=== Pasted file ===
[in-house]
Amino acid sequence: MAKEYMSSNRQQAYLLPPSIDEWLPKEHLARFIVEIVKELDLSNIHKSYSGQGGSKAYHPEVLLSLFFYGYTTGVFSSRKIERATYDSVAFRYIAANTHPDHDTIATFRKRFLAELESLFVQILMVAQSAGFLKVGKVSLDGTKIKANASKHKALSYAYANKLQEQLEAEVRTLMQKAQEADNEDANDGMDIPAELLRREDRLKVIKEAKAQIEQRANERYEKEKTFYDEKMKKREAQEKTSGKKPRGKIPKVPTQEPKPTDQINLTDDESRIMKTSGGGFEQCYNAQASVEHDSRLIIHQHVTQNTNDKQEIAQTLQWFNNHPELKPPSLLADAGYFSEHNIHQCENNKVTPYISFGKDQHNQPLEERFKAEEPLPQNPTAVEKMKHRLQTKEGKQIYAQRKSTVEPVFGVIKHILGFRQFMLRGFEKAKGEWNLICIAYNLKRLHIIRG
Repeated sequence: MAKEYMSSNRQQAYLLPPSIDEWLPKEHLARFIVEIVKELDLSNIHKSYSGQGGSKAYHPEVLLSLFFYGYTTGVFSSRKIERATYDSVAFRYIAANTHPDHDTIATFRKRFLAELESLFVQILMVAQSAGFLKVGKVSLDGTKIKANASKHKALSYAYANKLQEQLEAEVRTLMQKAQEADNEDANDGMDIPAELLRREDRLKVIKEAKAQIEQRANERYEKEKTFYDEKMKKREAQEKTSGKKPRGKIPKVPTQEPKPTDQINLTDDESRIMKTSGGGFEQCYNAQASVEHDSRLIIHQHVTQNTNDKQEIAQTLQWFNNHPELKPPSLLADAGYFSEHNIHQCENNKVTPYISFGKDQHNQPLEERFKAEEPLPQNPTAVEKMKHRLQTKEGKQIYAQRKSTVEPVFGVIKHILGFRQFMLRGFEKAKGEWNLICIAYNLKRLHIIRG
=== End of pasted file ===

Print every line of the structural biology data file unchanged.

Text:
[in-house]
Amino acid sequence: MAKEYMSSNRQQAYLLPPSIDEWLPKEHLARFIVEIVKELDLSNIHKSYSGQGGSKAYHPEVLLSLFFYGYTTGVFSSRKIERATYDSVAFRYIAANTHPDHDTIATFRKRFLAELESLFVQILMVAQSAGFLKVGKVSLDGTKIKANASKHKALSYAYANKLQEQLEAEVRTLMQKAQEADNEDANDGMDIPAELLRREDRLKVIKEAKAQIEQRANERYEKEKTFYDEKMKKREAQEKTSGKKPRGKIPKVPTQEPKPTDQINLTDDESRIMKTSGGGFEQCYNAQASVEHDSRLIIHQHVTQNTNDKQEIAQTLQWFNNHPELKPPSLLADAGYFSEHNIHQCENNKVTPYISFGKDQHNQPLEERFKAEEPLPQNPTAVEKMKHRLQTKEGKQIYAQRKSTVEPVFGVIKHILGFRQFMLRGFEKAKGEWNLICIAYNLKRLHIIRG
Repeated sequence: MAKEYMSSNRQQAYLLPPSIDEWLPKEHLARFIVEIVKELDLSNIHKSYSGQGGSKAYHPEVLLSLFFYGYTTGVFSSRKIERATYDSVAFRYIAANTHPDHDTIATFRKRFLAELESLFVQILMVAQSAGFLKVGKVSLDGTKIKANASKHKALSYAYANKLQEQLEAEVRTLMQKAQEADNEDANDGMDIPAELLRREDRLKVIKEAKAQIEQRANERYEKEKTFYDEKMKKREAQEKTSGKKPRGKIPKVPTQEPKPTDQINLTDDESRIMKTSGGGFEQCYNAQASVEHDSRLIIHQHVTQNTNDKQEIAQTLQWFNNHPELKPPSLLADAGYFSEHNIHQCENNKVTPYISFGKDQHNQPLEERFKAEEPLPQNPTAVEKMKHRLQTKEGKQIYAQRKSTVEPVFGVIKHILGFRQFMLRGFEKAKGEWNLICIAYNLKRLHIIRG